Here comes the sun

Here comes the sun


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Going solar was the logical step for Harvest Cafe, Newrybar, which has already established itself as a sustainability leader in its industry.

Going solar was the logical step for Harvest Cafe, Newrybar, which has already established itself as a sustainability leader in its industry.

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COMMUNITY solar power initiatives are driving a new wave of alternative energy uptake across Northern NSW, with larger scale systems appearing on an increasing number of commercial buildings and plans well underway for the country’s first community-owned solar farm.

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COMMUNITY solar power initiatives are driving a new wave of alternative energy uptake across Northern NSW, with larger scale systems appearing on an increasing number of commercial buildings and plans well underway for the country’s first community-owned solar farm.

On the North Coast an energy forum has been organised for May with the aim of helping the region “grow its own” sustainable energy.

Convener Mark Byrne said the region boasted one of the highest uptakes of rooftop solar systems in Australia but there was much more scope for this mature technology, especially on public and commercial buildings.

Already, a community group in Byron Bay set up to increase commercial solar energy use has garnered private investment to finance more than $100,000 worth of panels, mostly on food businesses.

Patrick Halliday from Juno Solar Energy, which has installed the Byron Bay commercial systems, said solar offered businesses more than just savings on soaring electrical bills.

“Businesses are finding by positioning themselves as committed to sustainability and reducing their environmental impact they are providing a marketing angle to attract new customers,” he said.

Meanwhile, not-for-profit group Farming the Sun, based on the Northern Tablelands, has been successful in securing State government funding to help set up at least five community-owned solar farms.

Eight to 10 sites in the Northern Rivers, along with sites around Armidale, Tamworth and Inverell are now being investigated, with farms ranging upwards in size from 80 kilowatts.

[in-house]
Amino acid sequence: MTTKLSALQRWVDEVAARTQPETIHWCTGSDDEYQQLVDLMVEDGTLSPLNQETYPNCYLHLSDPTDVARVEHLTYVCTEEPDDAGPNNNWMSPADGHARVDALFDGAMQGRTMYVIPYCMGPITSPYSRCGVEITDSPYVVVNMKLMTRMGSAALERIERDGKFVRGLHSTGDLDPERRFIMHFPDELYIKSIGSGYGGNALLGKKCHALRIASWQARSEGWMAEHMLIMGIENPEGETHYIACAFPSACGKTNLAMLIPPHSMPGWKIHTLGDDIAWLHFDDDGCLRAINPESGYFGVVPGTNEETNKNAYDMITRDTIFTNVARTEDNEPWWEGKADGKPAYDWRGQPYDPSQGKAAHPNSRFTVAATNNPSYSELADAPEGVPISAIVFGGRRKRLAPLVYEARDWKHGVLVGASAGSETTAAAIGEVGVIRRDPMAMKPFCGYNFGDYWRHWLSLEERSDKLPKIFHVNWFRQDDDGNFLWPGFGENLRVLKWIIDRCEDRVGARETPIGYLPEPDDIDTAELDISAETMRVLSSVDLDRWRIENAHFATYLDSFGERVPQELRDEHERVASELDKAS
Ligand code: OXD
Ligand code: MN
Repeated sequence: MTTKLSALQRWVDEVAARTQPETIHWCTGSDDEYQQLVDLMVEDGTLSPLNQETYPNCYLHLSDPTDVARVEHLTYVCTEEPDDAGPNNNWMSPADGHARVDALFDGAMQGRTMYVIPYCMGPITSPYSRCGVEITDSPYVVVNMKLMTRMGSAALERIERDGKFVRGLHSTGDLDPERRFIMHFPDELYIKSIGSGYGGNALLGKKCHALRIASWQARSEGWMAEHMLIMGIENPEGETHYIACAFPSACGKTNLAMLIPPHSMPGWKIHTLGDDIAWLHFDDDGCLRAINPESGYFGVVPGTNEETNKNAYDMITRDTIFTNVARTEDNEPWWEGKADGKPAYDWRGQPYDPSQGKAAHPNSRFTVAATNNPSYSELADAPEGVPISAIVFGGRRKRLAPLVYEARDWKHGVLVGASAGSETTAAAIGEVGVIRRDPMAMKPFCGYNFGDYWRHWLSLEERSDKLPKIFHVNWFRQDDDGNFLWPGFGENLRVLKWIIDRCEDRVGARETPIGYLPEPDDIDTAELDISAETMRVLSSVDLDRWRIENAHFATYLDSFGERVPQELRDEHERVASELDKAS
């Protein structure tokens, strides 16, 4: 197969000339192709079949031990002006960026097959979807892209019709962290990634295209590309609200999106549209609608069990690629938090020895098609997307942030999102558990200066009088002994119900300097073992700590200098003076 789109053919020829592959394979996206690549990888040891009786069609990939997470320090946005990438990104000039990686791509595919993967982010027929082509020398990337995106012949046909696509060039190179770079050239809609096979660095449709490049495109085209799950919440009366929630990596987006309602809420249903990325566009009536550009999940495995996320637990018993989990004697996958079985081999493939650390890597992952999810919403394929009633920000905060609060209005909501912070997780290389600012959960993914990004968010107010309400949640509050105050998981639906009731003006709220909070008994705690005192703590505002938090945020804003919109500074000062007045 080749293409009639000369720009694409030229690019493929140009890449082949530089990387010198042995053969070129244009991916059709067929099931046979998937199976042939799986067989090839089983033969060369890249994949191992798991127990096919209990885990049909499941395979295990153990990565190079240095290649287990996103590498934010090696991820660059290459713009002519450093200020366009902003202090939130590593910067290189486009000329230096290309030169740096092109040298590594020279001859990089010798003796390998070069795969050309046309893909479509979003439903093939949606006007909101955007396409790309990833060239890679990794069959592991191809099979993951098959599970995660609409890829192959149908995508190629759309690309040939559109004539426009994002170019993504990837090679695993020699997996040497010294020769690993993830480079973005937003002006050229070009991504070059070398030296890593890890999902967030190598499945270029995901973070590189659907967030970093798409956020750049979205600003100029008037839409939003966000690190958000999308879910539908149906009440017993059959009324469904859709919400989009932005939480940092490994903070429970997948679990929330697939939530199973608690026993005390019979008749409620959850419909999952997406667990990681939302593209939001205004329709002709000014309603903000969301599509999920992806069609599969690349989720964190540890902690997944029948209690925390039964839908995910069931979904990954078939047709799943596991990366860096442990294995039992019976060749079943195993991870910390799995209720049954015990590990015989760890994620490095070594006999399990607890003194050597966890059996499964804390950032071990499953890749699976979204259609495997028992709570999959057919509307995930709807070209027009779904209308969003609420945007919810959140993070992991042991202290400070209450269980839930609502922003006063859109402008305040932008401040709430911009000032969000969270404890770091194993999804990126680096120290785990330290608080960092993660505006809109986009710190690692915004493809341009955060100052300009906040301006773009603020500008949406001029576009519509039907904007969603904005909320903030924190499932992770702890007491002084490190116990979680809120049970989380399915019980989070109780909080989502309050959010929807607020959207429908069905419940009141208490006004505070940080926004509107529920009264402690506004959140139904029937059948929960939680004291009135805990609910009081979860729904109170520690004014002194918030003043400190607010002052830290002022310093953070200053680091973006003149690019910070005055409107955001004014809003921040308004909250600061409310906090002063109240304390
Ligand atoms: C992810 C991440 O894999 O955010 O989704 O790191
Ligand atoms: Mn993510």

All up, the project aims to install one megawatt of solar farms across North Eastern NSW.

Farming the Sun’s Adam Blakester said the concept allowed individuals and organisations to pool micro-investments to build their own solar farm, with a “better than bank” investment return.

At the same time, it enabled a shift to sustainability through more affordable solar power for a large, local electricity user, he said.

This “host” – likely a council facility, aged care home, retail centre or manufacturing plant – needed to be able to utilise all of the energy produced so it would have a power bill in excess of $25,000 per annum.

The project allows hosts to limit their exposure to potential increases in electricity costs and increase their profile as a sustainable, community-minded operation, Mr Blakester said.

Mr Byrne said these initiatives were just the tip of the iceberg.

“The North Coast is suitable for deployment of small and mid-scale solar farms as well as commercial and residential rooftop installations.

“We have abundant natural and human resources to create a sustainable energy system, which will strengthen employment and the local economy, help tackle climate change and empower our community.”

The North Coast Energy Forum, to be held in Lismore on May 31, will have a range of energy industry experts, regional community leaders and government representatives speaking.

For more information on the forum contact 0413 698 104.

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